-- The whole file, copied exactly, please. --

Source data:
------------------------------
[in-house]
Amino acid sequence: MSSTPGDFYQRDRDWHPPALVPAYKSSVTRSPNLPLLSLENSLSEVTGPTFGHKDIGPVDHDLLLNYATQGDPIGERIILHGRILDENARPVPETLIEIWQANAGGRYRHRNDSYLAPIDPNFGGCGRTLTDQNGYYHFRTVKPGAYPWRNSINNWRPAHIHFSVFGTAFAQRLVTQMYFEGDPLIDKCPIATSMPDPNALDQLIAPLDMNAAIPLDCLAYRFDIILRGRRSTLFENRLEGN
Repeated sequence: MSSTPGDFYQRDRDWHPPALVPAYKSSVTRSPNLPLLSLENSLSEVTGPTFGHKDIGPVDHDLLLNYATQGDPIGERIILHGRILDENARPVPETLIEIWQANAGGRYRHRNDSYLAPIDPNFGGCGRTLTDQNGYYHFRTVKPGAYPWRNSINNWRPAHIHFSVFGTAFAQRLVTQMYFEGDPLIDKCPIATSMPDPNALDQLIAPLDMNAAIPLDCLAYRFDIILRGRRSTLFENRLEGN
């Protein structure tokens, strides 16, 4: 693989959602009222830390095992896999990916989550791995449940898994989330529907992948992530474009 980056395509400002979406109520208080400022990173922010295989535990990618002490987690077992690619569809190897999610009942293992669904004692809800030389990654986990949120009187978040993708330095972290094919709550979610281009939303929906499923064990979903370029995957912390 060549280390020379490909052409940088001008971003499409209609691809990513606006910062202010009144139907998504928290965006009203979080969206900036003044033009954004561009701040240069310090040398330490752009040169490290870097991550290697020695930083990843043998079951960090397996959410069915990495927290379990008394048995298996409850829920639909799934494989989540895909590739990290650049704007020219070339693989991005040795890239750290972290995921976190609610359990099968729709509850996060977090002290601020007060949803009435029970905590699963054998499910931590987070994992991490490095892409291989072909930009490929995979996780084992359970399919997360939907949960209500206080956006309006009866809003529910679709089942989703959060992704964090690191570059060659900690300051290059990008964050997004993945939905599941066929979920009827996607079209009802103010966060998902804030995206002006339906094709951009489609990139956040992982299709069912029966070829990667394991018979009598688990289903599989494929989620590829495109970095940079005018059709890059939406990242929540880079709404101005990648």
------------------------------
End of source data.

[in-house]
Amino acid sequence: MSSTPGDFYQRDRDWHPPALVPAYKSSVTRSPNLPLLSLENSLSEVTGPTFGHKDIGPVDHDLLLNYATQGDPIGERIILHGRILDENARPVPETLIEIWQANAGGRYRHRNDSYLAPIDPNFGGCGRTLTDQNGYYHFRTVKPGAYPWRNSINNWRPAHIHFSVFGTAFAQRLVTQMYFEGDPLIDKCPIATSMPDPNALDQLIAPLDMNAAIPLDCLAYRFDIILRGRRSTLFENRLEGN
Repeated sequence: MSSTPGDFYQRDRDWHPPALVPAYKSSVTRSPNLPLLSLENSLSEVTGPTFGHKDIGPVDHDLLLNYATQGDPIGERIILHGRILDENARPVPETLIEIWQANAGGRYRHRNDSYLAPIDPNFGGCGRTLTDQNGYYHFRTVKPGAYPWRNSINNWRPAHIHFSVFGTAFAQRLVTQMYFEGDPLIDKCPIATSMPDPNALDQLIAPLDMNAAIPLDCLAYRFDIILRGRRSTLFENRLEGN
């Protein structure tokens, strides 16, 4: 693989959602009222830390095992896999990916989550791995449940898994989330529907992948992530474009 980056395509400002979406109520208080400022990173922010295989535990990618002490987690077992690619569809190897999610009942293992669904004692809800030389990654986990949120009187978040993708330095972290094919709550979610281009939303929906499923064990979903370029995957912390 060549280390020379490909052409940088001008971003499409209609691809990513606006910062202010009144139907998504928290965006009203979080969206900036003044033009954004561009701040240069310090040398330490752009040169490290870097991550290697020695930083990843043998079951960090397996959410069915990495927290379990008394048995298996409850829920639909799934494989989540895909590739990290650049704007020219070339693989991005040795890239750290972290995921976190609610359990099968729709509850996060977090002290601020007060949803009435029970905590699963054998499910931590987070994992991490490095892409291989072909930009490929995979996780084992359970399919997360939907949960209500206080956006309006009866809003529910679709089942989703959060992704964090690191570059060659900690300051290059990008964050997004993945939905599941066929979920009827996607079209009802103010966060998902804030995206002006339906094709951009489609990139956040992982299709069912029966070829990667394991018979009598688990289903599989494929989620590829495109970095940079005018059709890059939406990242929540880079709404101005990648």